Micro credit reforms ought to run deeper

The Uganda Micro Finance Regulatory Authority started licensing all money lenders in 2018. PHOTO/FILE

What you need to know:

The issue: Loan sharks

Our view: State actors should spare no effort in turning the tide against both legal and illegal loan sharks

It is apparent that sub-prime lenders and payday lenders alike have taken advantage of a perfect storm in consumer credit to sell high-cost credit. While this set of circumstances has transpired for a protracted period, it has become more pronounced thanks to the current cost of living crisis.

High Court judge Esta Nambayo’s September 20 ruling is expected—or, more accurately, hoped—to rattle the sub-prime loans market dominated by illegal lenders. The justice stopped short of calling a lender who hoped to earn an almost eightfold increase on loan a shylock.

She nevertheless made clear that the lender’s operations were deemed illegal because they aren’t licensed under Tier 4 Microfinance Institutions and Money Lenders Act, 2016. Consequently, the justice issued “permanent injunction … restraining the [lender], her agents or anyone acting on her instructions from enforcing and or making any attempts to recover any money arising from the [principal sum borrowed].”

Justice Nambayo’s ruling affirms what the Uganda Microfinance Regulatory Authority (UMRA) has for years been warning illegal loan sharks about insofar as delinquency management is concerned. Even possession of operational licences—which payday lenders pride themselves on—doesn’t give lenders carte blanche to deal with collateral as they so wish. After issuing a demand notice within 60 days, the borrower still has first refusal on prospective purchasers of their collateral.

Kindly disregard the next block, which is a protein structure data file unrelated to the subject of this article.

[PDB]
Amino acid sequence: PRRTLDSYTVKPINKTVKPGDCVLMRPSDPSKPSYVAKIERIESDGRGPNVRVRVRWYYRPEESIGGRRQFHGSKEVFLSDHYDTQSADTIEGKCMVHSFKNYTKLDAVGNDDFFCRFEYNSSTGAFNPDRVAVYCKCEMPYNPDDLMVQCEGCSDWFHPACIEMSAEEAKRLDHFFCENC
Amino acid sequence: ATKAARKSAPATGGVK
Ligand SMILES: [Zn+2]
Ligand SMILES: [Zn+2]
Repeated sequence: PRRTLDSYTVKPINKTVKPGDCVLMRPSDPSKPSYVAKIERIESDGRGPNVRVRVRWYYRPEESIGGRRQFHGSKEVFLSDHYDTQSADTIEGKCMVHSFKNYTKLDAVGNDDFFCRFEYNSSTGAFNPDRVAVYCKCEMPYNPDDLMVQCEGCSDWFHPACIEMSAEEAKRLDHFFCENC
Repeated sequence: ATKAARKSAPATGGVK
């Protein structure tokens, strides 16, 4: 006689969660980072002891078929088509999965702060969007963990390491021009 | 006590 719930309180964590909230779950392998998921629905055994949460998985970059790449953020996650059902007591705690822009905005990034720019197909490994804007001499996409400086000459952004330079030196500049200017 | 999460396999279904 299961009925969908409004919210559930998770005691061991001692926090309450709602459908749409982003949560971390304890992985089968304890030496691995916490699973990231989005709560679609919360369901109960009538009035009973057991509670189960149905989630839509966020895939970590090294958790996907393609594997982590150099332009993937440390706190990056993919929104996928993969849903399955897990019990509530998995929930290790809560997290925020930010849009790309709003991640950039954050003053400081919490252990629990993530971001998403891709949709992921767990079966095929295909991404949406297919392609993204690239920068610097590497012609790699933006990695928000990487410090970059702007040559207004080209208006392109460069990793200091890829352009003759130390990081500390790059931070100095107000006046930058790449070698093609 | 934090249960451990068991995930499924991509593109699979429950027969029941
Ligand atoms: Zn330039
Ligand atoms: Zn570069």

UMRA—the government agency responsible for licensing, supervision and regulation of Tier 4 microcredit institutions, lenders as well as savings and cooperatives—has not been vocal enough to quieten the angst of borrowers in Uganda. Few, for instance, know about the existence of the consumer protection bureau thanks to the regulator’s quietude and passivity amid the microcredit tumult.

We hope Justice Nambayo’s ruling helps stop illegal lenders who are targeting vulnerable people in their tracks. That notwithstanding, we are mindful of the fact that a lot still needs to be done to protect borrowers. For one, more socially responsible options—such as credit unions and nonprofit community development finance institutions—should be scaled up.

Responsible authorities should also step up engagements, helping consumers look at judicious debt management plans on any existing borrowing. Above all, rather than push for a reboot of the payday lending market, the government of Uganda should strive to provide support for struggling families.

State actors should spare no effort in turning the tide against both legal (including the vast bulk of the 1,500 lenders that have registered with UMRA) and illegal loan sharks. They should show exceptional energy and an iron will in ensuring borrowing is affordable for all. The number of people in debt to both legal and illegal loan sharks keeps spreading so rapidly and damagingly. Whilst an age-old adage reminds us that numbers don’t bleed, the one in question should alert state actors to the fact that something of the gravest nature has occurred. Inaction will have dire consequences.

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